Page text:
Double standard

From IntactiWiki
Jump to navigation Jump to search

(The following quoted text is from the free Wikipedia:)

A double standard is the application of different sets of principles for similar situations.[1]

A double standard may take the form of an instance in which certain concepts (often, for example, a word, phrase, social norm, or rule) are perceived as acceptable to be applied by one group of people, but are considered unacceptable—taboo—when applied by another group. A double standard can therefore be described as a biased or morally unfair application of the principle that all are equal in their freedoms. Such double standards are seen as unjustified because they violate a basic maxim of modern legal jurisprudence: that all parties should stand equal before the law. Double standards also violate the principle of justice known as impartiality, which is based on the assumption that the same standards should be applied to all people, without regard to subjective bias or favoritism based on social class, rank, ethnicity, gender, religion, sexual orientation, age, or other distinctions. A double standard violates this principle by holding different people accountable according to different standards.

Examples for double standards related to HGM

Volker Beck

Beck 2010

The German Greens politician Volker Beck has been working for decades for the legal equality of homosexuals. In relation to the persecution and killing of homosexuals in other countries he spoke out clearly against the encroachments of religions in the rights of others from (while the ban on the killing of another human being in a state of law needs no constraint "in the name of religion"):

Die Tötung eines anderen Menschen im Namen der Religion ist im Rechts­staat ein Verbrechen. Religion rechtfertigt keine Übergriffe in die Rechte anderer.
Translation: "The killing of another human being in the name of religion is a crime in the state of law. Religion does not justify attacks on the rights of others."
– Volker Beck[1]

In the Circumcision Debate he still denies, however, that religions engage here in the rights of others and that children are at all bearers of human rights:

Die Religionsfreiheit rechtfertigt keine Eingriffe in die Rechte Dritter. Dies ist auch bei der Be­schneidung nicht der Fall.
Translation: "Freedom of religion does not justify interference with the rights of third parties. This is not the case with circumcision at all."
– Volker Beck[2]

Also in 2015, he recruited vehemently for the opening of marriage for all. On June 12, 2015, he stated on Facebook, little self-critical:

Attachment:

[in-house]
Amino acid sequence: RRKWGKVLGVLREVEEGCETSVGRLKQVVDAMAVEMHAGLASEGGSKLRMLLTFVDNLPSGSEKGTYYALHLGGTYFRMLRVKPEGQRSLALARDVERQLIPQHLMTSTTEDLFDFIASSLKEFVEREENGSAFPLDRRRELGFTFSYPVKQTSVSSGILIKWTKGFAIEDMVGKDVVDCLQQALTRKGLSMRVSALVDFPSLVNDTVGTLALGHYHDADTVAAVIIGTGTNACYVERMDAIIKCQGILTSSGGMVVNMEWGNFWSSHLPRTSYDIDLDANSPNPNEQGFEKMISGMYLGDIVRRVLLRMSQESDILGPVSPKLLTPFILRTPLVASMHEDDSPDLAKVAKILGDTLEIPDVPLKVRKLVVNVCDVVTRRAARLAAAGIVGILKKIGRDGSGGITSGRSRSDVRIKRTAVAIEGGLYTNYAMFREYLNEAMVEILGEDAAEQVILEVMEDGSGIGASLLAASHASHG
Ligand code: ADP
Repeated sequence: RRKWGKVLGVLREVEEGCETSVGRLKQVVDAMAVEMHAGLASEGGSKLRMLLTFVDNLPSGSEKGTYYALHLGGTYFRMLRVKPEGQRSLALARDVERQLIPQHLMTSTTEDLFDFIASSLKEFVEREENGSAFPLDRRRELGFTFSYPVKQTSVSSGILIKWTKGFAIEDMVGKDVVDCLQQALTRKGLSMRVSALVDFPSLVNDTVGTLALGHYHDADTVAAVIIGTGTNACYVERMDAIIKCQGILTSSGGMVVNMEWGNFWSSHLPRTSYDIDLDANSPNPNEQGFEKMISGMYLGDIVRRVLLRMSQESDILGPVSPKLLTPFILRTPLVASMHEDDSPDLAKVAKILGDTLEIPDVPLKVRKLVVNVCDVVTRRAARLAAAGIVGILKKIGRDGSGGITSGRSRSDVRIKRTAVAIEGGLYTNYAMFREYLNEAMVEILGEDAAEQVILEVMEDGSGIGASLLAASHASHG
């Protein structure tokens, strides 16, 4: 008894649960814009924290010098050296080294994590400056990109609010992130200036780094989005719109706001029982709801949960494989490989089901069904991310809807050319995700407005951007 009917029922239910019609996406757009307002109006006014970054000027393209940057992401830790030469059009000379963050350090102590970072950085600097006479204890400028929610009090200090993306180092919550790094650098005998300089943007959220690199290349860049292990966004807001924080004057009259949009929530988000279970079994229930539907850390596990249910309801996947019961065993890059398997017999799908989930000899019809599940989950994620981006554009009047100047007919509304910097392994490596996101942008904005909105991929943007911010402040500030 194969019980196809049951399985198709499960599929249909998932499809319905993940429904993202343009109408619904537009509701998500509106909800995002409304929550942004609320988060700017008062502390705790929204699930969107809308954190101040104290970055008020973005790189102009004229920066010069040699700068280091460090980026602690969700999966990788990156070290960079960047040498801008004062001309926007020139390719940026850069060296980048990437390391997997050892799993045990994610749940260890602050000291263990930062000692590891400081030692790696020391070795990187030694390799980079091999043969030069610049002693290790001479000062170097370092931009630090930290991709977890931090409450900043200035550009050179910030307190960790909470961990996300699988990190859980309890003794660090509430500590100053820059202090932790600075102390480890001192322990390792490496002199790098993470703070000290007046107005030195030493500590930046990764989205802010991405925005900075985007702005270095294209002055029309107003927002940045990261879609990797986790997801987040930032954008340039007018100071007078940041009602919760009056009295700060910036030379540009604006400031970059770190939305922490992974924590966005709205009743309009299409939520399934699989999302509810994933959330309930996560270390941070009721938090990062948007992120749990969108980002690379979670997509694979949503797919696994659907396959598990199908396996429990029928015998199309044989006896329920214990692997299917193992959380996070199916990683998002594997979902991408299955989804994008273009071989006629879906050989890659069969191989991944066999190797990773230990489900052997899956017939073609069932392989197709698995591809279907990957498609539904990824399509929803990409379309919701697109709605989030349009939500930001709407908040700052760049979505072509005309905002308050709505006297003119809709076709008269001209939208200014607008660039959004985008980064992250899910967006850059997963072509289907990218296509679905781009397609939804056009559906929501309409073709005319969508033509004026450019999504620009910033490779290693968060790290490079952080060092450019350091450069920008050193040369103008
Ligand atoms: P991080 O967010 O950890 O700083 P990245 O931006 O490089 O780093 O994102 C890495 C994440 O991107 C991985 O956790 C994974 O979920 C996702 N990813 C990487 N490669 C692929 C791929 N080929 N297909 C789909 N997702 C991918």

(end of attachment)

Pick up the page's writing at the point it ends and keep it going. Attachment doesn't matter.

Wer gleiche Rechte verweigert, der verweigert auch gleiche Würde.
Translation: "They who deny equal rights, also deny equal dignity."
– Volker Beck[3]

In 2017, he still engages for the "Marriage For All". On his Twitter account, he emphasizes this claim with the sentence:

Alles andere als Gleichberechtigung ist Diskriminierung!
Translation: "Anything but equality is discrimination!"
– Volker Beck (twitter.com)[4]

Central Council of Jews in Germany

In the Circumcision Debate 2012, the Central Council of Jews in Germany had vehemently demanded to create a law that allows the ritual circumcision of boys. In the context of discussions on headscarf bans and the language in god houses, the current President of the Central Council of the Jews said in 2017:

Wir sollten davon absehen, für einzelne Religionsgemeinschaften spezielle Gesetze zu schaffen. [Allerdings sollte angestrebt werden, dass in allen Gotteshäusern, seien es Moscheen, seien es Kirchen oder Synagogen, in der Landessprache gepredigt wird.]
Translation: "We should refrain from creating specific laws for individual religious communities. [However, it should be striven to be preached in the country language in all the god houses, be it mosques, churches or synagogues.]"
– Josef Schuster, President of the Central Council of the Jews in Germany (Interview in the journal "Welt am Sonntag", 2017-04-22)[5]

Waris Dirie

Waris Dirie

Waris Dirie (born 1965 in the region of Gaalkacyo, Somalya) is an Austrian model, author and human rights activist fighting against female genital mutilation (FGM). From 1997 to 2003, she served as a UN special ambassador against female genital cutting. In 2002 she founded her own organization in Vienna (Austria), the Desert Flower Foundation.[6]

She rates circumcision unlike female genital mutilation. Waris Dirie commented on the circumcision of her son as follows:

We had Aleeke circumcised in the hospital a day after he was born. This is very different from female genital mutilation; that should never even be called circumcision – it’s not. In males it’s done for medical reasons – to ensure cleanliness. I could hear Aleeke crying when they did it, but he stopped as soon as I held him. Despite my strong feelings about FGM, I knew it was the right thing to do. My son has a beautiful penis. It looks so good and so clean. (Quoted after: Chantal J. Zabus: Between Rites and Rights. Excision in Women’s Experiential Texts and Human Contexts, S. 197)[6]

Critics on HGM-related double standards

The German Greens politician and intactivist Ulf Dunkel has critized double standards of his party collegues and other organizations in this context with several publications:

References